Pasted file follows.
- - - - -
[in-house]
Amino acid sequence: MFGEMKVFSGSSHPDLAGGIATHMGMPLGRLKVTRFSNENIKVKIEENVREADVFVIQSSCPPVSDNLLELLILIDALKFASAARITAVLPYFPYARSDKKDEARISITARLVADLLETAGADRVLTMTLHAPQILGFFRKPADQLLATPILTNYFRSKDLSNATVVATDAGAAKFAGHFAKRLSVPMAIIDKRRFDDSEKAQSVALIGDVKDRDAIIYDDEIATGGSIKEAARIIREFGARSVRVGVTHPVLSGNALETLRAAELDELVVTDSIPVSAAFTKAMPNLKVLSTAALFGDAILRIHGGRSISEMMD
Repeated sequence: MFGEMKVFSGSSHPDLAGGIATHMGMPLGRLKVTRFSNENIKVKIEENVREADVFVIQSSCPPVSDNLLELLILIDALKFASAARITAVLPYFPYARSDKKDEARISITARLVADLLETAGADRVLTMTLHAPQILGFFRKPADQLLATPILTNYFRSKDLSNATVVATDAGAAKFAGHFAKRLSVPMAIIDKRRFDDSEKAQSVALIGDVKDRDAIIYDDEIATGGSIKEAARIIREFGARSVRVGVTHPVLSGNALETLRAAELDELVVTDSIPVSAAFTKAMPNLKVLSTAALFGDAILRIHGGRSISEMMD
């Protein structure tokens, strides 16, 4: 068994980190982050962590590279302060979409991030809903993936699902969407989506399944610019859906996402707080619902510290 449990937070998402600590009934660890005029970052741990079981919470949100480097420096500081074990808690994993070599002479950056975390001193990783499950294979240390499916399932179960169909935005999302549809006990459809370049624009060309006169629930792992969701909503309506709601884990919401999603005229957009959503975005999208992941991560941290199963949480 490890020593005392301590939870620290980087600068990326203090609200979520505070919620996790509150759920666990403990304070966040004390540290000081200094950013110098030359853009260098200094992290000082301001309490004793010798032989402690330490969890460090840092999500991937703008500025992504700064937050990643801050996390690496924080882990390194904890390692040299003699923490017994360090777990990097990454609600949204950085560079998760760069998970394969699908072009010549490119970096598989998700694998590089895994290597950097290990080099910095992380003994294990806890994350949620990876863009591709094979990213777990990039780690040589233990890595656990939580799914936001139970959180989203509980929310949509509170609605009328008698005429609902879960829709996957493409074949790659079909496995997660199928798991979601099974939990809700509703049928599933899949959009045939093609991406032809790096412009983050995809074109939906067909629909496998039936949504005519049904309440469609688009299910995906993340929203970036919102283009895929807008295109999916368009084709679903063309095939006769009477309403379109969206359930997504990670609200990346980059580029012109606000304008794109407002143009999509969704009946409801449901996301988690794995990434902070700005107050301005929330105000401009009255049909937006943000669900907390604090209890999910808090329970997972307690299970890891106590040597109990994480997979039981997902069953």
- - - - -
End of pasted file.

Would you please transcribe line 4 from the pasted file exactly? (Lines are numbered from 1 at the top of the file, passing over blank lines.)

């Protein structure tokens, strides 16, 4: 068994980190982050962590590279302060979409991030809903993936699902969407989506399944610019859906996402707080619902510290 449990937070998402600590009934660890005029970052741990079981919470949100480097420096500081074990808690994993070599002479950056975390001193990783499950294979240390499916399932179960169909935005999302549809006990459809370049624009060309006169629930792992969701909503309506709601884990919401999603005229957009959503975005999208992941991560941290199963949480 490890020593005392301590939870620290980087600068990326203090609200979520505070919620996790509150759920666990403990304070966040004390540290000081200094950013110098030359853009260098200094992290000082301001309490004793010798032989402690330490969890460090840092999500991937703008500025992504700064937050990643801050996390690496924080882990390194904890390692040299003699923490017994360090777990990097990454609600949204950085560079998760760069998970394969699908072009010549490119970096598989998700694998590089895994290597950097290990080099910095992380003994294990806890994350949620990876863009591709094979990213777990990039780690040589233990890595656990939580799914936001139970959180989203509980929310949509509170609605009328008698005429609902879960829709996957493409074949790659079909496995997660199928798991979601099974939990809700509703049928599933899949959009045939093609991406032809790096412009983050995809074109939906067909629909496998039936949504005519049904309440469609688009299910995906993340929203970036919102283009895929807008295109999916368009084709679903063309095939006769009477309403379109969206359930997504990670609200990346980059580029012109606000304008794109407002143009999509969704009946409801449901996301988690794995990434902070700005107050301005929330105000401009009255049909937006943000669900907390604090209890999910808090329970997972307690299970890891106590040597109990994480997979039981997902069953």